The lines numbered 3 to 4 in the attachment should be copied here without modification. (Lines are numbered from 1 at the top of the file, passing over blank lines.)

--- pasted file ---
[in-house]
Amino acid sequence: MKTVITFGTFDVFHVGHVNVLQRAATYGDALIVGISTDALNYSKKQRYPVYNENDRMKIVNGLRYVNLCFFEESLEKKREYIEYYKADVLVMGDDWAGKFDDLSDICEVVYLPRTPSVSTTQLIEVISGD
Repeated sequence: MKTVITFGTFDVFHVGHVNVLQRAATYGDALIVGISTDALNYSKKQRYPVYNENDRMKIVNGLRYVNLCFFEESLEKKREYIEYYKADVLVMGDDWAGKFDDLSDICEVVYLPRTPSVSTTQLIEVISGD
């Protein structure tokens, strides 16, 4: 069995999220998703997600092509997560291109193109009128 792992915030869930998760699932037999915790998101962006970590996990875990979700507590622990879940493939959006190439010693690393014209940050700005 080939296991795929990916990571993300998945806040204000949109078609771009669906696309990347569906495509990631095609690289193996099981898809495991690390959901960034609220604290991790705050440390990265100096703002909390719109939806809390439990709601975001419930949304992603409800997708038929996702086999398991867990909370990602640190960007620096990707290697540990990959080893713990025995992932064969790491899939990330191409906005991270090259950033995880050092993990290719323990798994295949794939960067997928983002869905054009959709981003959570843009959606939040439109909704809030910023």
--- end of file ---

Repeated sequence: MKTVITFGTFDVFHVGHVNVLQRAATYGDALIVGISTDALNYSKKQRYPVYNENDRMKIVNGLRYVNLCFFEESLEKKREYIEYYKADVLVMGDDWAGKFDDLSDICEVVYLPRTPSVSTTQLIEVISGD
């Protein structure tokens, strides 16, 4: 069995999220998703997600092509997560291109193109009128 792992915030869930998760699932037999915790998101962006970590996990875990979700507590622990879940493939959006190439010693690393014209940050700005 080939296991795929990916990571993300998945806040204000949109078609771009669906696309990347569906495509990631095609690289193996099981898809495991690390959901960034609220604290991790705050440390990265100096703002909390719109939806809390439990709601975001419930949304992603409800997708038929996702086999398991867990909370990602640190960007620096990707290697540990990959080893713990025995992932064969790491899939990330191409906005991270090259950033995880050092993990290719323990798994295949794939960067997928983002869905054009959709981003959570843009959606939040439109909704809030910023």